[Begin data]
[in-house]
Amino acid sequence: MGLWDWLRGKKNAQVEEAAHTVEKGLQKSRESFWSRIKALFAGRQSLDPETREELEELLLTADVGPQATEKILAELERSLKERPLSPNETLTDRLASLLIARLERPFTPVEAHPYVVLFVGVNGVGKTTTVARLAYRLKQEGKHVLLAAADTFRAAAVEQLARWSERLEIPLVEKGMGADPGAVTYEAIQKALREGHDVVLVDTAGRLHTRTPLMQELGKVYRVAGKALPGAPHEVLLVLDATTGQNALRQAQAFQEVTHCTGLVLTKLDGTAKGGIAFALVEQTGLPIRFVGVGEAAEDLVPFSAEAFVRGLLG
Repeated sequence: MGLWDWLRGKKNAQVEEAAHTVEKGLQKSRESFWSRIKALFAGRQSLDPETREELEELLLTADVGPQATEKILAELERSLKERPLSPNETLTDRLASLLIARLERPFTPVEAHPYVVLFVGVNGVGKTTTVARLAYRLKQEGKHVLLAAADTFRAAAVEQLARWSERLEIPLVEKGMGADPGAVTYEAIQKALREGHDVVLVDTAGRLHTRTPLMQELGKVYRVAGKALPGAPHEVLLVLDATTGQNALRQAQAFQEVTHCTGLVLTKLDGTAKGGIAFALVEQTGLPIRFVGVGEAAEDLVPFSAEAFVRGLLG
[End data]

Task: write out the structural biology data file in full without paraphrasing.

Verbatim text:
[in-house]
Amino acid sequence: MGLWDWLRGKKNAQVEEAAHTVEKGLQKSRESFWSRIKALFAGRQSLDPETREELEELLLTADVGPQATEKILAELERSLKERPLSPNETLTDRLASLLIARLERPFTPVEAHPYVVLFVGVNGVGKTTTVARLAYRLKQEGKHVLLAAADTFRAAAVEQLARWSERLEIPLVEKGMGADPGAVTYEAIQKALREGHDVVLVDTAGRLHTRTPLMQELGKVYRVAGKALPGAPHEVLLVLDATTGQNALRQAQAFQEVTHCTGLVLTKLDGTAKGGIAFALVEQTGLPIRFVGVGEAAEDLVPFSAEAFVRGLLG
Repeated sequence: MGLWDWLRGKKNAQVEEAAHTVEKGLQKSRESFWSRIKALFAGRQSLDPETREELEELLLTADVGPQATEKILAELERSLKERPLSPNETLTDRLASLLIARLERPFTPVEAHPYVVLFVGVNGVGKTTTVARLAYRLKQEGKHVLLAAADTFRAAAVEQLARWSERLEIPLVEKGMGADPGAVTYEAIQKALREGHDVVLVDTAGRLHTRTPLMQELGKVYRVAGKALPGAPHEVLLVLDATTGQNALRQAQAFQEVTHCTGLVLTKLDGTAKGGIAFALVEQTGLPIRFVGVGEAAEDLVPFSAEAFVRGLLG